Britain could face food shortages this summer thanks to the growing migrant crisis in Calais, hauliers have warned.
Freight trucks have already faced severe delays, with queues now five miles longer than the Channel Tunnel itself, as they try to cross into Europe. Now haulage firms say the delays could cause shortages of key supplies, thus causing food prices to shoot up.
The Daily Mail reports that some truck drivers have been stuck in their cabs for days, requiring emergency food and water supplies as well as chemical toilets. At its peak, the queue reached 36 miles and barely moved 500 yards in two days. It is now expected to reduce in length over the weekend, but many drivers will still be stranded for the next few days.
Jack Semple, director of policy at the Road Haulage Association, said: “It is really disrupting supplies. You can no longer guarantee supplies will be delivered on time.
“Companies importing produce, but also components, are switching to air freight which is more expensive. This will also push up prices.”
It is not just delays that could lead to shortages. Migrants clambering aboard trucks carrying food are contamination supplies, sometimes even urinating on them. All contaminated supplies have to be destroyed.
Semple added: “We estimate that the crisis is already costing around £1billion a year in terms of lost produce. Costs are rising rapidly.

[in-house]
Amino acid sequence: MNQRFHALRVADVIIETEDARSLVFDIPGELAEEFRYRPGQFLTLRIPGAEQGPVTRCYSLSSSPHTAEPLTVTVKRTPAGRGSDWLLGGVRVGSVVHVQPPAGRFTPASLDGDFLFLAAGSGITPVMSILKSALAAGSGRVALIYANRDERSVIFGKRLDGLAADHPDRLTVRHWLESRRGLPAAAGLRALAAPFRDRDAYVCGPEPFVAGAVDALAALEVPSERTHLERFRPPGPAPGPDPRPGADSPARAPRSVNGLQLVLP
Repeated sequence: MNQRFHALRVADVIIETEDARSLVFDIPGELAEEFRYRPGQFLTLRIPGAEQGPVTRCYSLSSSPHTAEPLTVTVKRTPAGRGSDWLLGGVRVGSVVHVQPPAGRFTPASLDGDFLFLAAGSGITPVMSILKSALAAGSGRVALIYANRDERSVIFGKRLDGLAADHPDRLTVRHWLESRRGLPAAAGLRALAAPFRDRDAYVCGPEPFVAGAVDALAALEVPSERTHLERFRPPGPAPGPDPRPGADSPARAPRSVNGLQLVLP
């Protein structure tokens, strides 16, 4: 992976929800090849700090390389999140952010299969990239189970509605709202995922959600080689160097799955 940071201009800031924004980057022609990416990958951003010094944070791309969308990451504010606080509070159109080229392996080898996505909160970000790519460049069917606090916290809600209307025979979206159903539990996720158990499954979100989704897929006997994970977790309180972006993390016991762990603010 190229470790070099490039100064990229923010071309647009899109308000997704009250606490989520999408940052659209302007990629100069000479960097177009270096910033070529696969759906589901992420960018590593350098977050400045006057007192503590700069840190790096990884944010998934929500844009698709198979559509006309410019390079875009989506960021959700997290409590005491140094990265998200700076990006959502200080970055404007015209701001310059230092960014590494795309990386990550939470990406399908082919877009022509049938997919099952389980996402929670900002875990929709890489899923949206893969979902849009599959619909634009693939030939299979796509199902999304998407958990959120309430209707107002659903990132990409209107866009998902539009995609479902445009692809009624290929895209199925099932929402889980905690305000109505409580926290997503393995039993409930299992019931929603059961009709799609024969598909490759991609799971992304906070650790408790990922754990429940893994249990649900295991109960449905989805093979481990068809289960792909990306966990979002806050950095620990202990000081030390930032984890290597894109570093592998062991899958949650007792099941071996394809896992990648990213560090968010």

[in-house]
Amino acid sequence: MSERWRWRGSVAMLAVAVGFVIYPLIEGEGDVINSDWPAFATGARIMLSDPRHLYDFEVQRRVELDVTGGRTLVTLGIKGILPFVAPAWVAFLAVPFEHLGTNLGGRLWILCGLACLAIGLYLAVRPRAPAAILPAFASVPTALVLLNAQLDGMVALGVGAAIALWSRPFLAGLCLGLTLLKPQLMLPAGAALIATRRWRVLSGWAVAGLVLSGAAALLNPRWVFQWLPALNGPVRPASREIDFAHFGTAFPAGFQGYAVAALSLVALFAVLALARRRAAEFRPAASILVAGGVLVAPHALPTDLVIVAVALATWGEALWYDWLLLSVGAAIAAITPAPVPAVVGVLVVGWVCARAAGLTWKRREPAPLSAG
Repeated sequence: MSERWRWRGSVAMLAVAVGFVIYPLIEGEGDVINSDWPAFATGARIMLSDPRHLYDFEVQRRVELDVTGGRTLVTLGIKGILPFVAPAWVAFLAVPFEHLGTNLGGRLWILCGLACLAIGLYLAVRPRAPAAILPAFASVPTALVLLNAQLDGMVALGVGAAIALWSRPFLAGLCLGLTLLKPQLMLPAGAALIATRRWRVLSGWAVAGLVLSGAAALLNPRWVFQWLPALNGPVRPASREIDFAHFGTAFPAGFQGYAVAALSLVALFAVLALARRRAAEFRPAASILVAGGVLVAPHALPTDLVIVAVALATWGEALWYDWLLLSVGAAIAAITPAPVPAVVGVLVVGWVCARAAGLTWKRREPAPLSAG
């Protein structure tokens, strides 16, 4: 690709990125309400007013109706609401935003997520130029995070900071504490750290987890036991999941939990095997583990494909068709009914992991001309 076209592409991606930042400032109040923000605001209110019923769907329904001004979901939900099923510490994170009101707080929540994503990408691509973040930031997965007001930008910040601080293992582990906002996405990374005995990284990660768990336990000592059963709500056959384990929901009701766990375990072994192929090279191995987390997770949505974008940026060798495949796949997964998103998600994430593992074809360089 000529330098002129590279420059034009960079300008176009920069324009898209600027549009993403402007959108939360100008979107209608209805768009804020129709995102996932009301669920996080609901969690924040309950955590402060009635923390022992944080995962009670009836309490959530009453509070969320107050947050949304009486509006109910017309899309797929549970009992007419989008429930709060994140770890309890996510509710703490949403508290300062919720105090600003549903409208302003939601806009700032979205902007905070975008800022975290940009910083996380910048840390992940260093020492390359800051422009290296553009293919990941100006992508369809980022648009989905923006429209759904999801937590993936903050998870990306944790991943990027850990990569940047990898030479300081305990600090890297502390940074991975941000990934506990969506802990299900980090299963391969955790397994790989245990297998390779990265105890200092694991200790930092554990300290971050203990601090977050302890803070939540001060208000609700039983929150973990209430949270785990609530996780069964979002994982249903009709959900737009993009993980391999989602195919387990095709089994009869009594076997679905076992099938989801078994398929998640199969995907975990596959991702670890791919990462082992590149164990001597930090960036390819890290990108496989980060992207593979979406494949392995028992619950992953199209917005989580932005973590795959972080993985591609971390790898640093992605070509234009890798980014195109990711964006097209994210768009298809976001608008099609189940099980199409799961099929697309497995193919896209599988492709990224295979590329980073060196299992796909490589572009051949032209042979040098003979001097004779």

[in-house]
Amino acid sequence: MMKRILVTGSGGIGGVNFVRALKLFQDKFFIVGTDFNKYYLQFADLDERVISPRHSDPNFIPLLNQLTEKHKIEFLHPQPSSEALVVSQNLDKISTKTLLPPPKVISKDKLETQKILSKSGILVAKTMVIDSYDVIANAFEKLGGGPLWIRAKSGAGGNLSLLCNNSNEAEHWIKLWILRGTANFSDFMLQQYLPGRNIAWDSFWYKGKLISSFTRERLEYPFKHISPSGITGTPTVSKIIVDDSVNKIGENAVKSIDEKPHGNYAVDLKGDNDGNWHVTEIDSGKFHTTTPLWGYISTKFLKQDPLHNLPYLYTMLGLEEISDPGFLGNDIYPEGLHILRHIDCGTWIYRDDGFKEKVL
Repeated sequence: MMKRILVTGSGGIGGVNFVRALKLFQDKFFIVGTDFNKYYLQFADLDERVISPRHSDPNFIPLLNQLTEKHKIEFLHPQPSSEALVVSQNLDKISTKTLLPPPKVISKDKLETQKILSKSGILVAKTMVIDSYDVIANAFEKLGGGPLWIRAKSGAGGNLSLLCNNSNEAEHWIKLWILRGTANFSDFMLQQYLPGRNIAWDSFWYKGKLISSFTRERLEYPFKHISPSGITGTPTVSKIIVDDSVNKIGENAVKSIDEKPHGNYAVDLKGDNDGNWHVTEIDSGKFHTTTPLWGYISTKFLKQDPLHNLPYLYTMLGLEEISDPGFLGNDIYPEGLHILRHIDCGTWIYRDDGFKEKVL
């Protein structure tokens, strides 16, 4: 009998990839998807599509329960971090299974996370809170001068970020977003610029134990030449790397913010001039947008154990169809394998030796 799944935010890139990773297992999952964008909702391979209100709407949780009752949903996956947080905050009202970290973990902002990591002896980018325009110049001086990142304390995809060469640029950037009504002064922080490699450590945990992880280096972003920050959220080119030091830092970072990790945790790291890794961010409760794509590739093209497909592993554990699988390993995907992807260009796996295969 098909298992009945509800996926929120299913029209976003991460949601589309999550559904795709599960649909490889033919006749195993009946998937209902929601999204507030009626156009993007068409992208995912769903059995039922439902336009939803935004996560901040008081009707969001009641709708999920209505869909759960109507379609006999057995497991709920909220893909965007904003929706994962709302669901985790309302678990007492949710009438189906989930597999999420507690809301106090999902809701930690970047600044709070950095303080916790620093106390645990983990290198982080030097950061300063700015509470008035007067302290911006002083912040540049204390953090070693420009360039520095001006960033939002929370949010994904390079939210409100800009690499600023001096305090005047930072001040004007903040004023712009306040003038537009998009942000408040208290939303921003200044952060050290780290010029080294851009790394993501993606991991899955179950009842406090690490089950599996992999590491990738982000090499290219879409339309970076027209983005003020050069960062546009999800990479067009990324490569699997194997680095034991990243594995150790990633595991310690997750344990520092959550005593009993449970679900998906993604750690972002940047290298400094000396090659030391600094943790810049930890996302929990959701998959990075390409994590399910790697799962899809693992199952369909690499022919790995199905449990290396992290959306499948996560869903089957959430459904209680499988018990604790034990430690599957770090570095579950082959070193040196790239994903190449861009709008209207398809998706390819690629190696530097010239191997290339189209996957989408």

“It is inevitable that these rising costs will feed through to the shops sooner or later in the form of higher prices. The migrants are targeting the lorries and clambering on board. But once you get contamination, the whole load is written off.
“That might be worth around £30,000 per load but it could be much more. Nothing can be salvaged as the shops and supermarkets rightly won’t risk it on hygiene grounds.”
Delays also mean that some produce is past its “best before” date before it even reaches the shops, with who truck loads of goods having to be dumped upon arrival in Britain.
Prime Minister David Cameron announced yesterday that the government would be sending extra fencing and sniffer dogs to help with the crisis, a decision widely mocked as too little too late.
Road Haulage Association chief executive Richard Burnett said: “The measures aren’t enough, they are just sticking plasters in terms of trying to resolve this problem.
“Until we actually contain the situation in Calais with the migrants, this situation is a crisis and it’s out of control.”